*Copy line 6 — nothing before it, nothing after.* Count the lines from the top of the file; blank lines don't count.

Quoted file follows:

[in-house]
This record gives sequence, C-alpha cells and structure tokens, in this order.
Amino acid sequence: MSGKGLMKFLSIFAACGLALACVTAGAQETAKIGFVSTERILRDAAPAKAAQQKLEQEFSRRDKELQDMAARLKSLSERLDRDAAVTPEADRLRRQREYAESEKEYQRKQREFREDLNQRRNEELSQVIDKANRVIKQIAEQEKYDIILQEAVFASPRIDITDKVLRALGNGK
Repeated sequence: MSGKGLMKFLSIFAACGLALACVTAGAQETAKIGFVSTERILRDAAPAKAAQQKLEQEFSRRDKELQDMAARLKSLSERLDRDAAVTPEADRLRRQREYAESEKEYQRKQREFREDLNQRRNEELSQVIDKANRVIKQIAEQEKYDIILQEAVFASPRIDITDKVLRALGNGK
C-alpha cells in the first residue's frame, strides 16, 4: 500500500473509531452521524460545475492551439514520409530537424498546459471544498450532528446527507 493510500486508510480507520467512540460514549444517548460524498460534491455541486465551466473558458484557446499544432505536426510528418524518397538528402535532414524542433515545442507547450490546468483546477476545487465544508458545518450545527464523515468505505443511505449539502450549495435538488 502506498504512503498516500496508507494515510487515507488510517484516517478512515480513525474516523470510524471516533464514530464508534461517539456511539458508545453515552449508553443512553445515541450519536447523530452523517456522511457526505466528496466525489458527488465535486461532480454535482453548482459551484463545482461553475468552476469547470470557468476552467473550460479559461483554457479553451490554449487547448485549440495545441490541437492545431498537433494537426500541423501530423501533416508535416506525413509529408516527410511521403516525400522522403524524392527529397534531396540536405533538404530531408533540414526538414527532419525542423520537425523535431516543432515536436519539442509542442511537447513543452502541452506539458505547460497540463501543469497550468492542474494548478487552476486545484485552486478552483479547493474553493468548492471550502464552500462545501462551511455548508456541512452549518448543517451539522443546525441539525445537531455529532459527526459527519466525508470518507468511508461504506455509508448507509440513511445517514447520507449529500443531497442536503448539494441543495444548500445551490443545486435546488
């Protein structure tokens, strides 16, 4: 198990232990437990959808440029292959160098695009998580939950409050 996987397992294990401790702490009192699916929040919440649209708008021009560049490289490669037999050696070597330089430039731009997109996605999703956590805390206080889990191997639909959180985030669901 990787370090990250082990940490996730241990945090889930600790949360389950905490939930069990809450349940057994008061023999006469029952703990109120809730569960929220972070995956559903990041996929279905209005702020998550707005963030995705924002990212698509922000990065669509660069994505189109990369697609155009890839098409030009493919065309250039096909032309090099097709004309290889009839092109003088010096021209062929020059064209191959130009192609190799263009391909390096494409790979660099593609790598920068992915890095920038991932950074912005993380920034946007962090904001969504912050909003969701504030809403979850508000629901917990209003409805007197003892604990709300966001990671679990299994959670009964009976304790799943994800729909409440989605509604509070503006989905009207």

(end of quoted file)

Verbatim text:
């Protein structure tokens, strides 16, 4: 198990232990437990959808440029292959160098695009998580939950409050 996987397992294990401790702490009192699916929040919440649209708008021009560049490289490669037999050696070597330089430039731009997109996605999703956590805390206080889990191997639909959180985030669901 990787370090990250082990940490996730241990945090889930600790949360389950905490939930069990809450349940057994008061023999006469029952703990109120809730569960929220972070995956559903990041996929279905209005702020998550707005963030995705924002990212698509922000990065669509660069994505189109990369697609155009890839098409030009493919065309250039096909032309090099097709004309290889009839092109003088010096021209062929020059064209191959130009192609190799263009391909390096494409790979660099593609790598920068992915890095920038991932950074912005993380920034946007962090904001969504912050909003969701504030809403979850508000629901917990209003409805007197003892604990709300966001990671679990299994959670009964009976304790799943994800729909409440989605509604509070503006989905009207």